Tags: Coronavirus | senate | democrats | 2 trillion stimulus bill

Some of Democrats' 'Wish List' Items Made Stimulus Bill

Some of Democrats' 'Wish List' Items Made Stimulus Bill
(AP)

By Friday, 27 March 2020 02:26 PM Current | Bio | Archive

As the House begins consideration Friday of the $2 trillion stimulus bill passed unanimously by the Senate, Republican lawmakers who talked to us were generally relieved that many of the expenditures Democrats pursued didn't make the final package.

"Despite Speaker [Nancy] Pelosi’s efforts to load up the bill with her liberal wish list —Green New Deal, a federally mandated minimum wage, and a big labor giveaway — she was unsuccessful," Sen. Jim Inhofe, R-Okla., told Newsmax. "In fact, all her three-day stalling tactics got her were even more resources into the Senate Republicans’ initial priorities: health care, families and small businesses."

But a few Democratic "wishes" did make it into the package that's now before the House.

The package, passed by the Senate, provided $75 million each for the National Endowment for the Arts and for the National Endowment for the Humanities. Both agencies deliver grants to arts and cultural groups.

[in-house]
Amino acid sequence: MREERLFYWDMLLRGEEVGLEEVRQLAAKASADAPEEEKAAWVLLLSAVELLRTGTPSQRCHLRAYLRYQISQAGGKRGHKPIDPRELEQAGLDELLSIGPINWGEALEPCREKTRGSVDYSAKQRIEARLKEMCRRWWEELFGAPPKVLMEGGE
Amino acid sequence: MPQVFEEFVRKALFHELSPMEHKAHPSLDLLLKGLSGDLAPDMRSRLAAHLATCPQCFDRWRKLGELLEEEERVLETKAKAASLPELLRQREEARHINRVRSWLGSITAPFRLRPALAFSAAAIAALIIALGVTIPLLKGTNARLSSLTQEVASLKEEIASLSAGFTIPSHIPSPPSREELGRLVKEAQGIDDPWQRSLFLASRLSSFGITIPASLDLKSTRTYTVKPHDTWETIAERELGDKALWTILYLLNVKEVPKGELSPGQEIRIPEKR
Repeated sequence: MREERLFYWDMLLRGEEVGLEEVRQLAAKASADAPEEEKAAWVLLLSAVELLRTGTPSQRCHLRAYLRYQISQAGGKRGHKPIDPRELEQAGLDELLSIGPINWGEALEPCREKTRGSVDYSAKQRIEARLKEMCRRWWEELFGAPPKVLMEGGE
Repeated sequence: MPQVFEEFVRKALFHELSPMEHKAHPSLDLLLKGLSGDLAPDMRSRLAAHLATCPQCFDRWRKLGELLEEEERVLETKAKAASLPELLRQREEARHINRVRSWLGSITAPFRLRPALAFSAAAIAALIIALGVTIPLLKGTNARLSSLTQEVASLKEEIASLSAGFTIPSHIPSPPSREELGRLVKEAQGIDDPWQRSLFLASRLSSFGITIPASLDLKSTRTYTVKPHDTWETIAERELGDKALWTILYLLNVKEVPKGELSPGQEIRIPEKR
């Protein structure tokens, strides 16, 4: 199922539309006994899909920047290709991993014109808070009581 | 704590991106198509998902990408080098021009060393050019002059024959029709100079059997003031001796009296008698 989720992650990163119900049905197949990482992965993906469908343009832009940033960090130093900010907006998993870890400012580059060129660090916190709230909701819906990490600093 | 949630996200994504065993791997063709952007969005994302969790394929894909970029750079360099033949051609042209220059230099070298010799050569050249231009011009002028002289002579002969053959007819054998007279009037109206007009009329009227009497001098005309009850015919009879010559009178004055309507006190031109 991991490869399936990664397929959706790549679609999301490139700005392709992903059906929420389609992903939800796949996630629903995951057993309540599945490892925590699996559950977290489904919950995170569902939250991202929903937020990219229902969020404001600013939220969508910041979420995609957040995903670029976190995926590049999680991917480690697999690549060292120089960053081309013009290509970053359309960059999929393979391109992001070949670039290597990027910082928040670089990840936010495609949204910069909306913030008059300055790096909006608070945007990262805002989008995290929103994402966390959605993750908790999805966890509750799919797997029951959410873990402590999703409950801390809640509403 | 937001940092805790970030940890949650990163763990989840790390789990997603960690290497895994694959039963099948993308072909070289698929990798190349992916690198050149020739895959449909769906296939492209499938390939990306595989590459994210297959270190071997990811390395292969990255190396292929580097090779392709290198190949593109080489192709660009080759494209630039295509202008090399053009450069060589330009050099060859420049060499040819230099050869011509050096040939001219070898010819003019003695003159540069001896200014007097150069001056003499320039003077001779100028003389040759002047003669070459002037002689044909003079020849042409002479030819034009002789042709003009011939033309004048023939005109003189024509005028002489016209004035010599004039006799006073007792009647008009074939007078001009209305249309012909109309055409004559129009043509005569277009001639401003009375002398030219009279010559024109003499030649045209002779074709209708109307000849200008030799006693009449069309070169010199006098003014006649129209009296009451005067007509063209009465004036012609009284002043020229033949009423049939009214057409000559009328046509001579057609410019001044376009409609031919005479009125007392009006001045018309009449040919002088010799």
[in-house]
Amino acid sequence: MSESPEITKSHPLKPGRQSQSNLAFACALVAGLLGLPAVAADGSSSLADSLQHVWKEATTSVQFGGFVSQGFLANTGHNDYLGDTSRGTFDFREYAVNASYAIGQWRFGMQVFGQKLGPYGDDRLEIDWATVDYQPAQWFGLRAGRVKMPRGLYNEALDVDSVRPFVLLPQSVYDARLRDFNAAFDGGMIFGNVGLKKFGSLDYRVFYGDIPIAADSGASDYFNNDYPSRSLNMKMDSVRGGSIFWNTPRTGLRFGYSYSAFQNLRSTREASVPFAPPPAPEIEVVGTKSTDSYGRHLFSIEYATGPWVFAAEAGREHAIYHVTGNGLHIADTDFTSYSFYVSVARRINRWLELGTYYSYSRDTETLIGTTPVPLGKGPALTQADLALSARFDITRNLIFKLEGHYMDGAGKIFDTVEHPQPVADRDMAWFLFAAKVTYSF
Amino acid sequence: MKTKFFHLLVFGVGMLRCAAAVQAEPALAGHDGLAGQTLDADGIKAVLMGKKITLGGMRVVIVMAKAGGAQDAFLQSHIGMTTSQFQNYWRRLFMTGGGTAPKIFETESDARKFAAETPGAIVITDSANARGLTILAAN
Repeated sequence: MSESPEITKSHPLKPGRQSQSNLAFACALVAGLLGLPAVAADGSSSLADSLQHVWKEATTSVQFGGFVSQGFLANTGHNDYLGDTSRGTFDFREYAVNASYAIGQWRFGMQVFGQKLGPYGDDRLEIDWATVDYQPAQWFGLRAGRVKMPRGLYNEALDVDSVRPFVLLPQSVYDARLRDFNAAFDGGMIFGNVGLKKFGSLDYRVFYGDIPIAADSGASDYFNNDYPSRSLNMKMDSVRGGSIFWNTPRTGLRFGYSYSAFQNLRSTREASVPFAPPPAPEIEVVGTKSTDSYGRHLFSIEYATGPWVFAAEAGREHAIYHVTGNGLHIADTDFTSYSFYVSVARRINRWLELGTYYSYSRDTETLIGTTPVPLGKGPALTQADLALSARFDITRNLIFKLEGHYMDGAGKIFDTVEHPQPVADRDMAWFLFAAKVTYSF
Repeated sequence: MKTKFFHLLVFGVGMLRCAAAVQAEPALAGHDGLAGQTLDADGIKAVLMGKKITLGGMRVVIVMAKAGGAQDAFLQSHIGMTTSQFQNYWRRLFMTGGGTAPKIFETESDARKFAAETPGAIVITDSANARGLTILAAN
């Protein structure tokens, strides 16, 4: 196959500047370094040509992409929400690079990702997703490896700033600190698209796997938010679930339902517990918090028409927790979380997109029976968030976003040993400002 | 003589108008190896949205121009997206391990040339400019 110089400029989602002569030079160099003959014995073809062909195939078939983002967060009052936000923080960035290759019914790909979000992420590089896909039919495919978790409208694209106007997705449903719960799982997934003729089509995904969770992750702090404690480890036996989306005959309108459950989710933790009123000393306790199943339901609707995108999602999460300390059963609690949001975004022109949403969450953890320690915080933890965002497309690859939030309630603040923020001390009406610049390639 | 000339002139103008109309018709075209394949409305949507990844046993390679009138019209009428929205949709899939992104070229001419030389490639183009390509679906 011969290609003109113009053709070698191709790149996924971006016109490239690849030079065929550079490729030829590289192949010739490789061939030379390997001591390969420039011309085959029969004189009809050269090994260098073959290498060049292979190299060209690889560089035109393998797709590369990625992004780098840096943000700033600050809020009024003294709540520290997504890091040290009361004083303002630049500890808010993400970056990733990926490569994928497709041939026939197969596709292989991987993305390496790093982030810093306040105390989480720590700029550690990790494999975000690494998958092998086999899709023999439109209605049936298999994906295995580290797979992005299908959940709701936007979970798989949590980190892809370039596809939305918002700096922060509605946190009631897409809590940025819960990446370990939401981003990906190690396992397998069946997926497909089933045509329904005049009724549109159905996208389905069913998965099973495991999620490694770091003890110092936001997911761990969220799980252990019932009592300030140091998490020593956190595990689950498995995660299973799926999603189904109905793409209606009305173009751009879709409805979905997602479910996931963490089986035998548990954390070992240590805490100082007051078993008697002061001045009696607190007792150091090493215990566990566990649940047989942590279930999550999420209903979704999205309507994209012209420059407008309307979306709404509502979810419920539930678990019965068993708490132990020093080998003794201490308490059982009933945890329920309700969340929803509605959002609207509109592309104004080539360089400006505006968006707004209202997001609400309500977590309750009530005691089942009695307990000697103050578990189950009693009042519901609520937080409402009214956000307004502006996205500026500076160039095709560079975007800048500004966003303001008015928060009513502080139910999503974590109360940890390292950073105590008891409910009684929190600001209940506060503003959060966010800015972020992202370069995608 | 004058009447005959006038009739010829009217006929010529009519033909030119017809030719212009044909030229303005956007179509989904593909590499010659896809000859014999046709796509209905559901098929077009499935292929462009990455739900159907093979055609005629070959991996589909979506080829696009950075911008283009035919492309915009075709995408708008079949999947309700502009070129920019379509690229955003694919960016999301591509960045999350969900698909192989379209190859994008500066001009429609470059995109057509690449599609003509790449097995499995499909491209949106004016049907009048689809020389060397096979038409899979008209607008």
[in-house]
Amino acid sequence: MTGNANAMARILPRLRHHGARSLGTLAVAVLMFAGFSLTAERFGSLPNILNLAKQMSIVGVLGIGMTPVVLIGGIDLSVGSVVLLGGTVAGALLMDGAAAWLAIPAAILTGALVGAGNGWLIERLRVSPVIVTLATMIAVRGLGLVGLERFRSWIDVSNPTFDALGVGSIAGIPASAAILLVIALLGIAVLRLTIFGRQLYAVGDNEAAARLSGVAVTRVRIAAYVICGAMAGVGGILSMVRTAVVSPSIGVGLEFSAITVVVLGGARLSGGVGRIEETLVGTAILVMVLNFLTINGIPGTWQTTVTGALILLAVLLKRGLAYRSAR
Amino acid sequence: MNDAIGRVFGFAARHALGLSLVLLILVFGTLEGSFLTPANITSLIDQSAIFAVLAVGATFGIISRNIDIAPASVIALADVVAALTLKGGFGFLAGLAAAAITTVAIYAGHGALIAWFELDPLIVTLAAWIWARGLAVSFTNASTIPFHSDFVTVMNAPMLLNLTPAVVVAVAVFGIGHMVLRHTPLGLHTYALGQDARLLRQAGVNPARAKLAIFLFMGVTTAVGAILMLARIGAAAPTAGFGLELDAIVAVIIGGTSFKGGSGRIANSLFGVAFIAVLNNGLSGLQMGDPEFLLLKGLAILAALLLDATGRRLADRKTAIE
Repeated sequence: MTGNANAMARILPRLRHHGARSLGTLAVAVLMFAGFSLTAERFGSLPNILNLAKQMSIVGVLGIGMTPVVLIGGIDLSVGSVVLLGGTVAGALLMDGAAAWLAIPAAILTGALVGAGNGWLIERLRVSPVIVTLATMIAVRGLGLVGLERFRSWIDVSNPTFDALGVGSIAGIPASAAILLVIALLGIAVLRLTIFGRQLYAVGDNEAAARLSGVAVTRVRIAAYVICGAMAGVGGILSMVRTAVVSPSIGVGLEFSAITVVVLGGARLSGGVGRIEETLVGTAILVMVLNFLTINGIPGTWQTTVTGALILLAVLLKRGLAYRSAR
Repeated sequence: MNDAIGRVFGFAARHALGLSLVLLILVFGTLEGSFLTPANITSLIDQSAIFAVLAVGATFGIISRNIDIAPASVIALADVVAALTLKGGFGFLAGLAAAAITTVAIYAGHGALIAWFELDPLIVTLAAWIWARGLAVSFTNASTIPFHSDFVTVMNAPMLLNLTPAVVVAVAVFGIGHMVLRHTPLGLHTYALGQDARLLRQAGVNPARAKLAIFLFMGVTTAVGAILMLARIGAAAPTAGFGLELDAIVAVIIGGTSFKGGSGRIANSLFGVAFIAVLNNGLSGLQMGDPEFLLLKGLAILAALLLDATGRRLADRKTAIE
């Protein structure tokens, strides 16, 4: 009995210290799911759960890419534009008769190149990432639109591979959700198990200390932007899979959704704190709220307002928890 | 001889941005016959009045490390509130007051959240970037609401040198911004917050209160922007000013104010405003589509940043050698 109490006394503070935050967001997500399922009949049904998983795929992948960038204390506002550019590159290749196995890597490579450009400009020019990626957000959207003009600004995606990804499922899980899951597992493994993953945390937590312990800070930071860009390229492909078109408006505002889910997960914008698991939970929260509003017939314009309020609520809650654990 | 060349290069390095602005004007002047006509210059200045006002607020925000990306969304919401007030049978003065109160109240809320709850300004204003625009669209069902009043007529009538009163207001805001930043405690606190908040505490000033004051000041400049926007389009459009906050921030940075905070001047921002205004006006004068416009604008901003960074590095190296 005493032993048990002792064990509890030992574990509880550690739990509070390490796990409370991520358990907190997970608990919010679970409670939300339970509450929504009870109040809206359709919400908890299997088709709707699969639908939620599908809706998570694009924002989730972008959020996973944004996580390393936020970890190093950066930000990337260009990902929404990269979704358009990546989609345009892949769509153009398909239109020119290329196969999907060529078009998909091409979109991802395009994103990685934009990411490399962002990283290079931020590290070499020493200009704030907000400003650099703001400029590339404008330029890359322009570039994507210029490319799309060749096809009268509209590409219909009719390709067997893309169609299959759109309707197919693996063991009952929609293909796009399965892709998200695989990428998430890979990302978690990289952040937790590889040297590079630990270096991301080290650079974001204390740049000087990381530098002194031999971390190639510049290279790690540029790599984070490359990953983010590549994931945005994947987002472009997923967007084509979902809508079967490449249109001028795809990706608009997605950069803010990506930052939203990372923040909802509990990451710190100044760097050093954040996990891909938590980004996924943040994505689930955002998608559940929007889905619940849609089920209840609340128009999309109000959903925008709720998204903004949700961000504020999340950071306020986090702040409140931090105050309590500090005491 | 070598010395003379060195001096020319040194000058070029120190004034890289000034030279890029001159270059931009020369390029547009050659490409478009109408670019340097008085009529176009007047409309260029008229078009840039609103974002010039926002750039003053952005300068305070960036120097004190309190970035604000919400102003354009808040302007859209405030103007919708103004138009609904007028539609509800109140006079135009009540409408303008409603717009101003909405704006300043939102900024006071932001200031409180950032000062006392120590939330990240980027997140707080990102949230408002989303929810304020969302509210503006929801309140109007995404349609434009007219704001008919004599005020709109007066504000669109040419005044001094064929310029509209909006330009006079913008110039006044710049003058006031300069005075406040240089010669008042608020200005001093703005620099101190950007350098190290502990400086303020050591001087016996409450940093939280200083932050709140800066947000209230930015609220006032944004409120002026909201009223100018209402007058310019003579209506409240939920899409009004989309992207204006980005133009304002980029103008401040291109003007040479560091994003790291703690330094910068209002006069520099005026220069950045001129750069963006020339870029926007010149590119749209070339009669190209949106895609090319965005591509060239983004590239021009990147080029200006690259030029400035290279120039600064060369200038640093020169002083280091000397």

In addition, the John F. Kennedy Center for the Performing Arts received $25 million for operations and maintenance," essentially for its clean-up and repair.

Asked about this unusual measure to stimulate the economy during the virus crisis, President Donald Trump told reporters: "Look, that was a Democrat request. That was not my request.  But you’ve got to give them something."

Another item seemingly unrelated to economic recovery is the $400 million in "election assistance" that was included in the stimulus package. 

The Senate language didn't include Democratic crafted mandates enhancing "no-excuse" absentee ballots and making mail-in voting available to anyone. Republicans kept the language in the bill to providing help to states through the federal Election Assistance Commission and requiring regular accounting on how the money was being used.

Senate Democrats also were thwarted in the amount they wanted to put in election assistance funding. Proponents such as Sen. Chris Coons, D-Del., close friend of and successor in the Senate to Joe Biden initially called for $2 billion to make voting easier in the wake of coronavirus. 

John Gizzi is chief political columnist and White House correspondent for Newsmax. For more of his reports, Go Here Now.
 

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As the House begins consideration Friday of the $2 trillion stimulus bill passed unanimously by the Senate, Republican lawmakers who talked to us were generally relieved that many of the expenditures Democrats pursued didn't make the final package.
senate, democrats, 2 trillion stimulus bill
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2020-26-27
Friday, 27 March 2020 02:26 PM
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